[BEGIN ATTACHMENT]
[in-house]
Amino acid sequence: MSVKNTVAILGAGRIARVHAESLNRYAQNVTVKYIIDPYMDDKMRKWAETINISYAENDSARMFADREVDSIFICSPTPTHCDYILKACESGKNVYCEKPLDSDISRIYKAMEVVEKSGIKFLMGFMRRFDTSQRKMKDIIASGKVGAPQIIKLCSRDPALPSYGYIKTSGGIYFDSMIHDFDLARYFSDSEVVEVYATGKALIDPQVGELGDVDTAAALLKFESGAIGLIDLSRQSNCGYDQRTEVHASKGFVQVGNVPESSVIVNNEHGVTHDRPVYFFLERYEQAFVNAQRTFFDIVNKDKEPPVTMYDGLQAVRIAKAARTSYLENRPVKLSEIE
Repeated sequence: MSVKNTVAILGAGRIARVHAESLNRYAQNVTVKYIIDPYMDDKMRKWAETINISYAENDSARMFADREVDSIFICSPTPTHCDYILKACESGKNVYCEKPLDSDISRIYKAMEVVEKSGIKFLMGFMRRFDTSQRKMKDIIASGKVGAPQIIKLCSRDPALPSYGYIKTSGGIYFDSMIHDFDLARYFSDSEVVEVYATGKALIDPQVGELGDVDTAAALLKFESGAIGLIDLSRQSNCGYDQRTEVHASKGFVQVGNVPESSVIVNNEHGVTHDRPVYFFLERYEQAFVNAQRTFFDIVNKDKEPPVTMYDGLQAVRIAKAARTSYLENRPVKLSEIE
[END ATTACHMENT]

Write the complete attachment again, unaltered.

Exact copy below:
[in-house]
Amino acid sequence: MSVKNTVAILGAGRIARVHAESLNRYAQNVTVKYIIDPYMDDKMRKWAETINISYAENDSARMFADREVDSIFICSPTPTHCDYILKACESGKNVYCEKPLDSDISRIYKAMEVVEKSGIKFLMGFMRRFDTSQRKMKDIIASGKVGAPQIIKLCSRDPALPSYGYIKTSGGIYFDSMIHDFDLARYFSDSEVVEVYATGKALIDPQVGELGDVDTAAALLKFESGAIGLIDLSRQSNCGYDQRTEVHASKGFVQVGNVPESSVIVNNEHGVTHDRPVYFFLERYEQAFVNAQRTFFDIVNKDKEPPVTMYDGLQAVRIAKAARTSYLENRPVKLSEIE
Repeated sequence: MSVKNTVAILGAGRIARVHAESLNRYAQNVTVKYIIDPYMDDKMRKWAETINISYAENDSARMFADREVDSIFICSPTPTHCDYILKACESGKNVYCEKPLDSDISRIYKAMEVVEKSGIKFLMGFMRRFDTSQRKMKDIIASGKVGAPQIIKLCSRDPALPSYGYIKTSGGIYFDSMIHDFDLARYFSDSEVVEVYATGKALIDPQVGELGDVDTAAALLKFESGAIGLIDLSRQSNCGYDQRTEVHASKGFVQVGNVPESSVIVNNEHGVTHDRPVYFFLERYEQAFVNAQRTFFDIVNKDKEPPVTMYDGLQAVRIAKAARTSYLENRPVKLSEIE